The joy of re-reading
When I was 18, I became friends with a writer who was in his early 30s, and I asked him one day what he was reading. “Actually,” he said, “I’ve gotten to the stage where I’ve started re-reading.” Oh, dear, I thought, I guess he’s run out of books. I felt a little sorry for him, and also alarmed by the notion that maybe there were only enough good books in the world to occupy me for another dozen years or so. Was my friend hinting that there comes a point when we’re all stuck with reruns?
Now, more than three decades later, I know what he meant. You never run out of good books, but as much fun as it is to discover something new, one of life’s great joys is re-reading: going back to a book for the second or third or fifth time, and seeing how it has deepened and expanded since your last visit.
The first time you read “Great Expectations,” you read for plot. What is going to happen next? Who is Pip’s mysterious benefactor? Will Estella, the cold-hearted girl he loves, ever soften enough to marry him? How will Dickens weave the many threads together, and what will the carpet look like when he is finished? The second time you read it, you’ve already seen the overall pattern of the carpet. You understand that this is a novel about self-delusion. You are aware of Pip’s flaws as a narrator. You can trust him to tell you what happens, but not when he tries to tell you what it all means. You understand that this is a book about getting things wrong — and that in describing so precisely how we get things wrong, Dickens gets it exactly right.
The first time you read “Ethan Frome,” you’re bored. You’re probably 15, and reading the novel in a high-school English class. The teacher assigned it because it was short. Snow, ice, and a bunch of crabby New Englanders who don’t talk much. To make things worse, it starts with a scene between characters who turn out not to matter, which makes you want to throw the book out the window (the same window through which you’ll want to toss “Madame Bovary,” “Wuthering Heights,” and “My Antonia”).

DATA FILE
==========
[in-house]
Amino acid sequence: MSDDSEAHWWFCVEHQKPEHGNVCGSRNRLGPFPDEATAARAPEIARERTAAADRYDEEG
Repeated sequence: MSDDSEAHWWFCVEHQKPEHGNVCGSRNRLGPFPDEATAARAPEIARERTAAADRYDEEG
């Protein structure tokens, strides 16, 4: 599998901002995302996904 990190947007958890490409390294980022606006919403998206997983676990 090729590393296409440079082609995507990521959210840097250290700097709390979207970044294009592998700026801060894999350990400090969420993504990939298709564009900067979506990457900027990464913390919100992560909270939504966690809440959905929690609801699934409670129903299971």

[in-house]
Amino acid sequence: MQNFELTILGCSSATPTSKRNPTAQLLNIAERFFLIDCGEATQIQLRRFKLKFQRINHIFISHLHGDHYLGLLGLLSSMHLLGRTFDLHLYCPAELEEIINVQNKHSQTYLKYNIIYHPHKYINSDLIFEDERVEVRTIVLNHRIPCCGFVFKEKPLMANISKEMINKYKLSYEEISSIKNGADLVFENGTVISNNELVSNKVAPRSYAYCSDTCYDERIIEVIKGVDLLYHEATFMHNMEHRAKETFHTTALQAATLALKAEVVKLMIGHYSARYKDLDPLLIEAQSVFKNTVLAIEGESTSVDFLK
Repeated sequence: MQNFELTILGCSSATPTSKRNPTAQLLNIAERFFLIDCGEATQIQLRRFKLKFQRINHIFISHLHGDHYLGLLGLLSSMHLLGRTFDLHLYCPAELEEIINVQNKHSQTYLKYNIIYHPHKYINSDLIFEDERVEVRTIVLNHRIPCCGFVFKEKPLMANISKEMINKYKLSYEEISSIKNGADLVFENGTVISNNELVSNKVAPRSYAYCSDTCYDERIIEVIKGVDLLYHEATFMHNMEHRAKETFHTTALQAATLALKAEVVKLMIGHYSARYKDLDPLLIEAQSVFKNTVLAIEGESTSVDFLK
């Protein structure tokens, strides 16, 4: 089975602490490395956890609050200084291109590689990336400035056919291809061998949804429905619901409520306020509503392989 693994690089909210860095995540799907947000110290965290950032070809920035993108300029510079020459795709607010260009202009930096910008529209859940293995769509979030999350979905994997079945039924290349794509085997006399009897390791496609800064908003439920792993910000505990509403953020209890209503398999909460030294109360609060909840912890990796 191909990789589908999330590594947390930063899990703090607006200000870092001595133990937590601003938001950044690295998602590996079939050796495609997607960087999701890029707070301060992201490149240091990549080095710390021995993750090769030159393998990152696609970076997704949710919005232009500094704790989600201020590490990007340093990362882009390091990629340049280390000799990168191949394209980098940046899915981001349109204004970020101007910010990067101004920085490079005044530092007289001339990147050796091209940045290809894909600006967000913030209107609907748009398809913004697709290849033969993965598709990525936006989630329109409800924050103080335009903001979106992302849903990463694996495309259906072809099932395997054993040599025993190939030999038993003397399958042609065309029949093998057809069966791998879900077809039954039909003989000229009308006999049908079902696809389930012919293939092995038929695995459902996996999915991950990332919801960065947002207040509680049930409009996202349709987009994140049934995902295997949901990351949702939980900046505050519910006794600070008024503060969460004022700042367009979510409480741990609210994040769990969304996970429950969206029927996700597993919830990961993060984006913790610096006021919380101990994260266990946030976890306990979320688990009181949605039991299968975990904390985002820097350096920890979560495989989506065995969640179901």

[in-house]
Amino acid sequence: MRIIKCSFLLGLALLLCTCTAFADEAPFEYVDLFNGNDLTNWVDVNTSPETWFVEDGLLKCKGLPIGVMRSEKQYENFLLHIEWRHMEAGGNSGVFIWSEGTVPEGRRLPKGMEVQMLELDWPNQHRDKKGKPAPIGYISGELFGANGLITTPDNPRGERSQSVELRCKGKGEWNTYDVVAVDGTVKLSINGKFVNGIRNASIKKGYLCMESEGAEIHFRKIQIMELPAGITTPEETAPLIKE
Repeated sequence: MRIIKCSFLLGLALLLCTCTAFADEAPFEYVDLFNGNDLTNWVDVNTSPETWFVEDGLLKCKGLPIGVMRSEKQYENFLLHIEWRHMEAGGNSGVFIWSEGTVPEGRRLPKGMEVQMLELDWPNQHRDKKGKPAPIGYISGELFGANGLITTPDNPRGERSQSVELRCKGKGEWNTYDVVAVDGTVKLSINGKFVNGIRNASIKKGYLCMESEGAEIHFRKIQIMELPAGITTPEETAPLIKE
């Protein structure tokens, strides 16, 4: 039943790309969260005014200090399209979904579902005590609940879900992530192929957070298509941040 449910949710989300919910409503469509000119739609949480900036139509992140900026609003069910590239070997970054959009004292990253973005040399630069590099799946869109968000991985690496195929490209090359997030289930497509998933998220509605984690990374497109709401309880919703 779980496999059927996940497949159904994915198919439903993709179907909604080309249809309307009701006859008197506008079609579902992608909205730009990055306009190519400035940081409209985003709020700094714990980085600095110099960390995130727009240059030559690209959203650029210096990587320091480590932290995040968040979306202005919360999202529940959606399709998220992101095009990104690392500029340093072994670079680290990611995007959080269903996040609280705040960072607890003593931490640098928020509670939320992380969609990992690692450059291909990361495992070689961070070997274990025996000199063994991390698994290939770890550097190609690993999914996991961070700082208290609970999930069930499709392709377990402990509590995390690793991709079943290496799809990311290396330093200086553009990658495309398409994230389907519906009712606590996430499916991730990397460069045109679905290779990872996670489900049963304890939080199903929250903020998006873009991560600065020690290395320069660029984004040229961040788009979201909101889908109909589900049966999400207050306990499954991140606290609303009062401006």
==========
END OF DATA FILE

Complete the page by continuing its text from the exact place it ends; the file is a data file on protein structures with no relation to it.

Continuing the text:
But if you pick up “Ethan Frome” again 20 years later, you’ll be amazed at how much passion and compassion Edith Wharton was able to pack between the lines of that spare book. Its form perfectly matches its subject; it’s a taciturn novel about taciturn people, about deep feelings that can’t be put into words. It becomes a different book upon re-reading, once you’ve lived enough to understand the things that can’t be said. As the narrator says in the first chapter before he disappears from the book, “The deeper meaning of the story was in the gaps.”
The first time you read “Middlemarch,” most likely in college, you think it’s a book about other people. You would never steer your life in the wrong direction, like George Eliot’s sympathetic but misguided characters: Dorothea, who marries a man she thinks is a genius only to learn he’s a selfish, suspicious, shriveled-up pedant; Lydgate, the idealistic young doctor who falls for a narcissistic airhead; Fred, who keeps throwing money around even though the girl he desperately loves will marry him only if he stops throwing money around. They all start out with dreams and ambitions; life disappoints them and they disappoint themselves. Poor fools, you think.
When you read the book again — say in your 30s — you have a somewhat sickening fear that it’s a book about you. You haven’t made the same mistakes as George Eliot’s characters, but you’ve made different mistakes. You’ve had your own disappointments. Career plans that didn’t work out. Romantic missteps. Secrets you’ve kept, with disastrous results; secrets blurted out, equally disastrous. You’re still here, but you’re humbler, less lustrous. In short, you’ve lived.
And the more you go on living, the more prepared you will be to re-read “Middlemarch” yet again. This time you will realize that it isn’t a book about other people and it isn’t a book about you. It’s about all of us. In fact, it’s the broadest, most dimensional, most dispassionate, and most loving human panorama ever written. I reread it about a year ago, with a 77-year-old friend who was also re-reading. Almost every morning we would call each other to gossip about the inhabitants of Middlemarch, what they were up to and why. George Eliot’s town had become our town.
Re-reading never gets old. The books change because we change. The great books get greater as we understand them better: reading them over and over, and knowing that we will never be finished.
Joan Wickersham’s column appears regularly in the Globe. Her latest book is “The News From Spain: Seven Variations on a Love Story.’’